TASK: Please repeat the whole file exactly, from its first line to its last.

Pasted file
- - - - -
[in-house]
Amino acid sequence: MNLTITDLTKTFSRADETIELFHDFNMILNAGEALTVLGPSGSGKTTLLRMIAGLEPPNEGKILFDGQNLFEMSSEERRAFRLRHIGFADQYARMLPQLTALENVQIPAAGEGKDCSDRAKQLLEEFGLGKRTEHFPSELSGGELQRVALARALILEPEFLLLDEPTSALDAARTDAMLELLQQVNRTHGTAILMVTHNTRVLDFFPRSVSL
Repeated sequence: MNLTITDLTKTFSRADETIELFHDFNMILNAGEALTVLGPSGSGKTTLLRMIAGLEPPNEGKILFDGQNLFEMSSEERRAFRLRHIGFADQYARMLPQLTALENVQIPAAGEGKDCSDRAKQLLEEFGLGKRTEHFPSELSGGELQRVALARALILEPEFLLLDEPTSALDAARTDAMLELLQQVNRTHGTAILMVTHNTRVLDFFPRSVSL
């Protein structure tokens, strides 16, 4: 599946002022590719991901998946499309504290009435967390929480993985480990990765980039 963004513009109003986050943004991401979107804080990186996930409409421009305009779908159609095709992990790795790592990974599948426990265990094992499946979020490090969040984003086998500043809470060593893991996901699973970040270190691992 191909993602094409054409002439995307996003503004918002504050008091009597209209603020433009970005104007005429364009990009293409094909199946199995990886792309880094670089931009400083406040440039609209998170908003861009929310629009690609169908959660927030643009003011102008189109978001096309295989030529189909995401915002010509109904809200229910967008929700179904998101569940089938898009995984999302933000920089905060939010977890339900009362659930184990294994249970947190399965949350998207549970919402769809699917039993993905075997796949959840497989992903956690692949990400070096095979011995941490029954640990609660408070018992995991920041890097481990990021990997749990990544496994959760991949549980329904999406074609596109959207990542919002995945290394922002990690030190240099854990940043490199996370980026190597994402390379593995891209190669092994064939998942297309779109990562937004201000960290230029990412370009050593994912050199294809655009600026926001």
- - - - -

[in-house]
Amino acid sequence: MNLTITDLTKTFSRADETIELFHDFNMILNAGEALTVLGPSGSGKTTLLRMIAGLEPPNEGKILFDGQNLFEMSSEERRAFRLRHIGFADQYARMLPQLTALENVQIPAAGEGKDCSDRAKQLLEEFGLGKRTEHFPSELSGGELQRVALARALILEPEFLLLDEPTSALDAARTDAMLELLQQVNRTHGTAILMVTHNTRVLDFFPRSVSL
Repeated sequence: MNLTITDLTKTFSRADETIELFHDFNMILNAGEALTVLGPSGSGKTTLLRMIAGLEPPNEGKILFDGQNLFEMSSEERRAFRLRHIGFADQYARMLPQLTALENVQIPAAGEGKDCSDRAKQLLEEFGLGKRTEHFPSELSGGELQRVALARALILEPEFLLLDEPTSALDAARTDAMLELLQQVNRTHGTAILMVTHNTRVLDFFPRSVSL
């Protein structure tokens, strides 16, 4: 599946002022590719991901998946499309504290009435967390929480993985480990990765980039 963004513009109003986050943004991401979107804080990186996930409409421009305009779908159609095709992990790795790592990974599948426990265990094992499946979020490090969040984003086998500043809470060593893991996901699973970040270190691992 191909993602094409054409002439995307996003503004918002504050008091009597209209603020433009970005104007005429364009990009293409094909199946199995990886792309880094670089931009400083406040440039609209998170908003861009929310629009690609169908959660927030643009003011102008189109978001096309295989030529189909995401915002010509109904809200229910967008929700179904998101569940089938898009995984999302933000920089905060939010977890339900009362659930184990294994249970947190399965949350998207549970919402769809699917039993993905075997796949959840497989992903956690692949990400070096095979011995941490029954640990609660408070018992995991920041890097481990990021990997749990990544496994959760991949549980329904999406074609596109959207990542919002995945290394922002990690030190240099854990940043490199996370980026190597994402390379593995891209190669092994064939998942297309779109990562937004201000960290230029990412370009050593994912050199294809655009600026926001």